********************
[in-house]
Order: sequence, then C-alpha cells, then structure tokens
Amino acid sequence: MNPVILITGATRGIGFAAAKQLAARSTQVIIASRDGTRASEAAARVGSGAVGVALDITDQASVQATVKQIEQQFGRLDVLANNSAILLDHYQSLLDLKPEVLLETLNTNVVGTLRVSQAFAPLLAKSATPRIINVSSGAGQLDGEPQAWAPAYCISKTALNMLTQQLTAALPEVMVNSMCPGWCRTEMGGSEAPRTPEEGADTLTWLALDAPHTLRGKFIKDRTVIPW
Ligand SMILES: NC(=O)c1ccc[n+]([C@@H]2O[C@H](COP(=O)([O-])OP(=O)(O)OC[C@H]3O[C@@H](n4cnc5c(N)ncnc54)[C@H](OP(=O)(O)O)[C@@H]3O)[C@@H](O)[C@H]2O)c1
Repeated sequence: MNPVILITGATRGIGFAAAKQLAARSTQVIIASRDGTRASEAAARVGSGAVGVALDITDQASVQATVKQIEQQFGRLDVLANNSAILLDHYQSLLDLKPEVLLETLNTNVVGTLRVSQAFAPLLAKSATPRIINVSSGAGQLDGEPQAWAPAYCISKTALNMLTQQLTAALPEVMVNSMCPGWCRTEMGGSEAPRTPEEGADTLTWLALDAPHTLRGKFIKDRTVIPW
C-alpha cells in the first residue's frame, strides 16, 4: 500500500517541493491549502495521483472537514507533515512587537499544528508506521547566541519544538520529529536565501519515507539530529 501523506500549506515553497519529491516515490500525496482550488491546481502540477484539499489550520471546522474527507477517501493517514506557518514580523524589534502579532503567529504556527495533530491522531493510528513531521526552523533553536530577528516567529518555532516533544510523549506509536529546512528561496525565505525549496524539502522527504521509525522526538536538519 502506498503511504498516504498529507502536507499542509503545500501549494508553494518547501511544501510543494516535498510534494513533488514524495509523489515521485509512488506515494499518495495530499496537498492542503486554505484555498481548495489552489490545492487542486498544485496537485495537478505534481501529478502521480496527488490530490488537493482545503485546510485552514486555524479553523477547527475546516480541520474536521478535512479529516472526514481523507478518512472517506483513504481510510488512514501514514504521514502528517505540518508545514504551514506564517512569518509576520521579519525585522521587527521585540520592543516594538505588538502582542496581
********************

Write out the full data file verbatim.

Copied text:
[in-house]
Order: sequence, then C-alpha cells, then structure tokens
Amino acid sequence: MNPVILITGATRGIGFAAAKQLAARSTQVIIASRDGTRASEAAARVGSGAVGVALDITDQASVQATVKQIEQQFGRLDVLANNSAILLDHYQSLLDLKPEVLLETLNTNVVGTLRVSQAFAPLLAKSATPRIINVSSGAGQLDGEPQAWAPAYCISKTALNMLTQQLTAALPEVMVNSMCPGWCRTEMGGSEAPRTPEEGADTLTWLALDAPHTLRGKFIKDRTVIPW
Ligand SMILES: NC(=O)c1ccc[n+]([C@@H]2O[C@H](COP(=O)([O-])OP(=O)(O)OC[C@H]3O[C@@H](n4cnc5c(N)ncnc54)[C@H](OP(=O)(O)O)[C@@H]3O)[C@@H](O)[C@H]2O)c1
Repeated sequence: MNPVILITGATRGIGFAAAKQLAARSTQVIIASRDGTRASEAAARVGSGAVGVALDITDQASVQATVKQIEQQFGRLDVLANNSAILLDHYQSLLDLKPEVLLETLNTNVVGTLRVSQAFAPLLAKSATPRIINVSSGAGQLDGEPQAWAPAYCISKTALNMLTQQLTAALPEVMVNSMCPGWCRTEMGGSEAPRTPEEGADTLTWLALDAPHTLRGKFIKDRTVIPW
C-alpha cells in the first residue's frame, strides 16, 4: 500500500517541493491549502495521483472537514507533515512587537499544528508506521547566541519544538520529529536565501519515507539530529 501523506500549506515553497519529491516515490500525496482550488491546481502540477484539499489550520471546522474527507477517501493517514506557518514580523524589534502579532503567529504556527495533530491522531493510528513531521526552523533553536530577528516567529518555532516533544510523549506509536529546512528561496525565505525549496524539502522527504521509525522526538536538519 502506498503511504498516504498529507502536507499542509503545500501549494508553494518547501511544501510543494516535498510534494513533488514524495509523489515521485509512488506515494499518495495530499496537498492542503486554505484555498481548495489552489490545492487542486498544485496537485495537478505534481501529478502521480496527488490530490488537493482545503485546510485552514486555524479553523477547527475546516480541520474536521478535512479529516472526514481523507478518512472517506483513504481510510488512514501514514504521514502528517505540518508545514504551514506564517512569518509576520521579519525585522521587527521585540520592543516594538505588538502582542496581